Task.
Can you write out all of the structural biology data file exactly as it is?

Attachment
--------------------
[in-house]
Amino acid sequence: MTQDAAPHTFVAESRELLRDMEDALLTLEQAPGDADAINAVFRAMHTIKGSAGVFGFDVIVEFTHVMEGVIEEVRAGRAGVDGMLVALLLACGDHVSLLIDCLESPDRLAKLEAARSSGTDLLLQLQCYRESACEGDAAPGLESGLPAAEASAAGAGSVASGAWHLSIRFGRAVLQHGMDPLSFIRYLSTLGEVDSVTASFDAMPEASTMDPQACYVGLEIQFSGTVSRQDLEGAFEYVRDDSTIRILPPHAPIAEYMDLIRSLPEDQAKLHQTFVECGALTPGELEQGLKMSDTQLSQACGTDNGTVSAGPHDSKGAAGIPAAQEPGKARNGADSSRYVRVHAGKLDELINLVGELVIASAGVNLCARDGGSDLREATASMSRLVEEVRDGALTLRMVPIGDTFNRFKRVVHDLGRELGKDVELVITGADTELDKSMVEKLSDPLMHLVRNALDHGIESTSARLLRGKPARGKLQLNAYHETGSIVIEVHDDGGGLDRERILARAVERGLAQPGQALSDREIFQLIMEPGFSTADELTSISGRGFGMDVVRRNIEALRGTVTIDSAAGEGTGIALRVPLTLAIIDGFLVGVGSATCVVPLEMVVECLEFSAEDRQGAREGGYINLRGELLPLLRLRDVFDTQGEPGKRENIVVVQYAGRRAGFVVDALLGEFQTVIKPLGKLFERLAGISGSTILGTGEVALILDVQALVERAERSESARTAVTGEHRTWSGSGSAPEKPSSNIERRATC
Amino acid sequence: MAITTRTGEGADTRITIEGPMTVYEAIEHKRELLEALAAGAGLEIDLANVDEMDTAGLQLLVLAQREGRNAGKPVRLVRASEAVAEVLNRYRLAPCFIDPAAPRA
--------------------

[in-house]
Amino acid sequence: MTQDAAPHTFVAESRELLRDMEDALLTLEQAPGDADAINAVFRAMHTIKGSAGVFGFDVIVEFTHVMEGVIEEVRAGRAGVDGMLVALLLACGDHVSLLIDCLESPDRLAKLEAARSSGTDLLLQLQCYRESACEGDAAPGLESGLPAAEASAAGAGSVASGAWHLSIRFGRAVLQHGMDPLSFIRYLSTLGEVDSVTASFDAMPEASTMDPQACYVGLEIQFSGTVSRQDLEGAFEYVRDDSTIRILPPHAPIAEYMDLIRSLPEDQAKLHQTFVECGALTPGELEQGLKMSDTQLSQACGTDNGTVSAGPHDSKGAAGIPAAQEPGKARNGADSSRYVRVHAGKLDELINLVGELVIASAGVNLCARDGGSDLREATASMSRLVEEVRDGALTLRMVPIGDTFNRFKRVVHDLGRELGKDVELVITGADTELDKSMVEKLSDPLMHLVRNALDHGIESTSARLLRGKPARGKLQLNAYHETGSIVIEVHDDGGGLDRERILARAVERGLAQPGQALSDREIFQLIMEPGFSTADELTSISGRGFGMDVVRRNIEALRGTVTIDSAAGEGTGIALRVPLTLAIIDGFLVGVGSATCVVPLEMVVECLEFSAEDRQGAREGGYINLRGELLPLLRLRDVFDTQGEPGKRENIVVVQYAGRRAGFVVDALLGEFQTVIKPLGKLFERLAGISGSTILGTGEVALILDVQALVERAERSESARTAVTGEHRTWSGSGSAPEKPSSNIERRATC
Amino acid sequence: MAITTRTGEGADTRITIEGPMTVYEAIEHKRELLEALAAGAGLEIDLANVDEMDTAGLQLLVLAQREGRNAGKPVRLVRASEAVAEVLNRYRLAPCFIDPAAPRA